Working with State

Stateful functions and operators store data across the processing of individual elements/events, making state a critical building block for any type of more elaborate operation. For example:

  • When an application searches for certain event patterns, the state will store the sequence of events encountered so far.
  • When aggregating events per minute, the state holds the pending aggregates.
  • When training a machine learning model over a stream of data points, the state holds the current verstion of the model parameters.

In order to make state fault tolerant, Flink needs to be aware of the state and checkpoint it. In many cases, Flink can also manage the state for the application, meaning Flink deals with the memory management (possibly spilling to disk if necessary) to allow applications to hold very large state.

This document explains how to use Flink’s state abstractions when developing an application.

Keyed State and Operator state

There are two basic state backends: Keyed State and Operator State.

Keyed State

Keyed State is always relative to keys and can only be used in functions and operators on a KeyedStream. Examples of keyed state are the ValueState or ListState that one can create in a function on a KeyedStream, as well as the state of a keyed window operator.

Keyed State is organized in so called Key Groups. Key Groups are the unit by which keyed state can be redistributed and there are as many key groups as the defined maximum parallelism. During execution each parallel instance of an operator gets one or more key groups.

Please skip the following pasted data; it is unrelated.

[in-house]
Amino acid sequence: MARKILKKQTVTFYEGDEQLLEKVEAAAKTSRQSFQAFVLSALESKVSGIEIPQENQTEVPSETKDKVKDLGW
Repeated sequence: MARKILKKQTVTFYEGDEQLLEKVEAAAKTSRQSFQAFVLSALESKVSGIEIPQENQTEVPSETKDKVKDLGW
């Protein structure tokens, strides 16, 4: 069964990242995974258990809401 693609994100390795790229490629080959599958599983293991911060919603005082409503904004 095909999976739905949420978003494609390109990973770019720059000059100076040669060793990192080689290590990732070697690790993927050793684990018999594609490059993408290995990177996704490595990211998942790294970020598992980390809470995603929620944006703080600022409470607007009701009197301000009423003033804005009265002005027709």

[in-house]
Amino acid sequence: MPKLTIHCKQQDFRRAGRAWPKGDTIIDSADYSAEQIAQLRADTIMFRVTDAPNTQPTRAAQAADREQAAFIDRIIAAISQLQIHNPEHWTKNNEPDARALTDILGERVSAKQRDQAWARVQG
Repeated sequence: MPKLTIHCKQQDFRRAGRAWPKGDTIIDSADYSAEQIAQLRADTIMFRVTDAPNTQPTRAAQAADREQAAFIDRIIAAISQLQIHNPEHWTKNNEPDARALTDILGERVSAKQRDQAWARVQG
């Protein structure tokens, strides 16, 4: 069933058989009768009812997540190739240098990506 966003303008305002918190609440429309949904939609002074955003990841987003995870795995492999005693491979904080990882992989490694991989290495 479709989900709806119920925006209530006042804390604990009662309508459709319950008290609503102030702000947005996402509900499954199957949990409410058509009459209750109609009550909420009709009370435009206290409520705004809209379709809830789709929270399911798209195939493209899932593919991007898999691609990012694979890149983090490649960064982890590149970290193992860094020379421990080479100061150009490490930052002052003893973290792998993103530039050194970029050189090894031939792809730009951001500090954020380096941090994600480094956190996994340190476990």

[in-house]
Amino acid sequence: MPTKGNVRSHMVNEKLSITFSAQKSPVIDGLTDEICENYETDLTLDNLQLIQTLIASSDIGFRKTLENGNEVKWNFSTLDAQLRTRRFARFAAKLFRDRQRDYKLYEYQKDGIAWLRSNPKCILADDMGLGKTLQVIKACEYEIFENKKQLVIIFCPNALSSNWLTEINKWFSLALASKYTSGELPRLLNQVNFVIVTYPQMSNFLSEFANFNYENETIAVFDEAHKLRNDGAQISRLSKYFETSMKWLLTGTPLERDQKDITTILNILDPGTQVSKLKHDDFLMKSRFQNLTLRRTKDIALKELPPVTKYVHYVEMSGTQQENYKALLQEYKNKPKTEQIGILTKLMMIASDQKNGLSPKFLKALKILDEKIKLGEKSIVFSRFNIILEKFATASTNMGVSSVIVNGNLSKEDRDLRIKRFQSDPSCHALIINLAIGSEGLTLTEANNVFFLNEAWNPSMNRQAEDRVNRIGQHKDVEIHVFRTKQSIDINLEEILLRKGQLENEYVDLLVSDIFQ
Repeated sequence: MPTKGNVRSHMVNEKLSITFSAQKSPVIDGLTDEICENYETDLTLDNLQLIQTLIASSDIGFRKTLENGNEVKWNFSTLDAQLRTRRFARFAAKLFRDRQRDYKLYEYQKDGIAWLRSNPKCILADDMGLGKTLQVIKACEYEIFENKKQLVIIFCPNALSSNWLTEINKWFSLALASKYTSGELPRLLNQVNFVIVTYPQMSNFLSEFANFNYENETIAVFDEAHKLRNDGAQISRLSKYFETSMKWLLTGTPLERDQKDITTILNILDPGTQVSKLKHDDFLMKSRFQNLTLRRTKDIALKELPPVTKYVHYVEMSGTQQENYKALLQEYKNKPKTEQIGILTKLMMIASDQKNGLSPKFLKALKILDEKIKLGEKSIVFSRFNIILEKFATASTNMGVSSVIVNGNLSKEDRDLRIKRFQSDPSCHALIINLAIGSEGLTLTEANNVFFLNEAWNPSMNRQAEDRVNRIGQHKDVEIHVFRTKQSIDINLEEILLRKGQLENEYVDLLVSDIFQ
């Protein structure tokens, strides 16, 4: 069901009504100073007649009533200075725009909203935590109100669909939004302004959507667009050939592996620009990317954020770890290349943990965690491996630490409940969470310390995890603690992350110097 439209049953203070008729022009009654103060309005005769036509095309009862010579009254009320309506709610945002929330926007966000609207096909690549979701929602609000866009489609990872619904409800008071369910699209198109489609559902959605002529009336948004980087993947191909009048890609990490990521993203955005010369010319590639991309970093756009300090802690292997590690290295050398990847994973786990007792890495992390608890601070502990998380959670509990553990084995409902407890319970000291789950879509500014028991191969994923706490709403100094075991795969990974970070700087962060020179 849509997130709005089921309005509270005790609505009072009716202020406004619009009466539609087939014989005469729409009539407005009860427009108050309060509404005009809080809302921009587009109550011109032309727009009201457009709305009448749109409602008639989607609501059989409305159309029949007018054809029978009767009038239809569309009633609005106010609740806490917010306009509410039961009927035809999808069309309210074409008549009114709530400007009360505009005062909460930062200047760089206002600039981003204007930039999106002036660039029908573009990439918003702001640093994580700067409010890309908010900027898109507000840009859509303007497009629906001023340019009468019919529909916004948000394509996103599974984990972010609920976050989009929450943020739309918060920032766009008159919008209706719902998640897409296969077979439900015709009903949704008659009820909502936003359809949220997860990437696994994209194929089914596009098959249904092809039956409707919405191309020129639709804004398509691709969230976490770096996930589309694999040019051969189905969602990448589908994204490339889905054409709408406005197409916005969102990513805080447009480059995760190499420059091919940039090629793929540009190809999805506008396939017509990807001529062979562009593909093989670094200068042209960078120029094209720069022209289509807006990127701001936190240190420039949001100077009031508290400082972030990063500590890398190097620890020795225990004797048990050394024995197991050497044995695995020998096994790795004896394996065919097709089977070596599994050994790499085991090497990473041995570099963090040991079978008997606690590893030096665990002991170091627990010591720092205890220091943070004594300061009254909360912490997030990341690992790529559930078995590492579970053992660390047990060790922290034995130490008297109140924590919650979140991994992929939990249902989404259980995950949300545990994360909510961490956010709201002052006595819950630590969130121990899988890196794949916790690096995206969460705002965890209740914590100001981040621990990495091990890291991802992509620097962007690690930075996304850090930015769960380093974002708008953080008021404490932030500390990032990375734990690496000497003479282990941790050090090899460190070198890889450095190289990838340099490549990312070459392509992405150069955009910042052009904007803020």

Operator State

Operator State is state per parallel subtask. It subsumes the Checkpointed interface in Flink 1.0 and Flink 1.1. The new CheckpointedFunction interface is basically a shortcut (syntactic sugar) for the Operator State.

Operator State needs special re-distribution schemes when parallelism is changed. There can be different variations of such schemes; the following are currently defined:

  • List-style redistribution: Each operator returns a List of state elements. The whole state is logically a concatenation of all lists. On restore/redistribution, the list is evenly divided into as many sublists as there are parallel operators. Each operator gets a sublist, which can be empty, or contain one or more elements.

Raw and Managed State

Keyed State and Operator State exist in two forms: managed and raw.

Managed State is represented in data structures controlled by the Flink runtime, such as internal hash tables, or RocksDB. Examples are “ValueState”, “ListState”, etc. Flink’s runtime encodes the states and writes them into the checkpoints.

Raw State is state that users and operators keep in their own data structures. When checkpointed, they only write a sequence of bytes into the checkpoint. Flink knows nothing about the state’s data structures and sees only the raw bytes.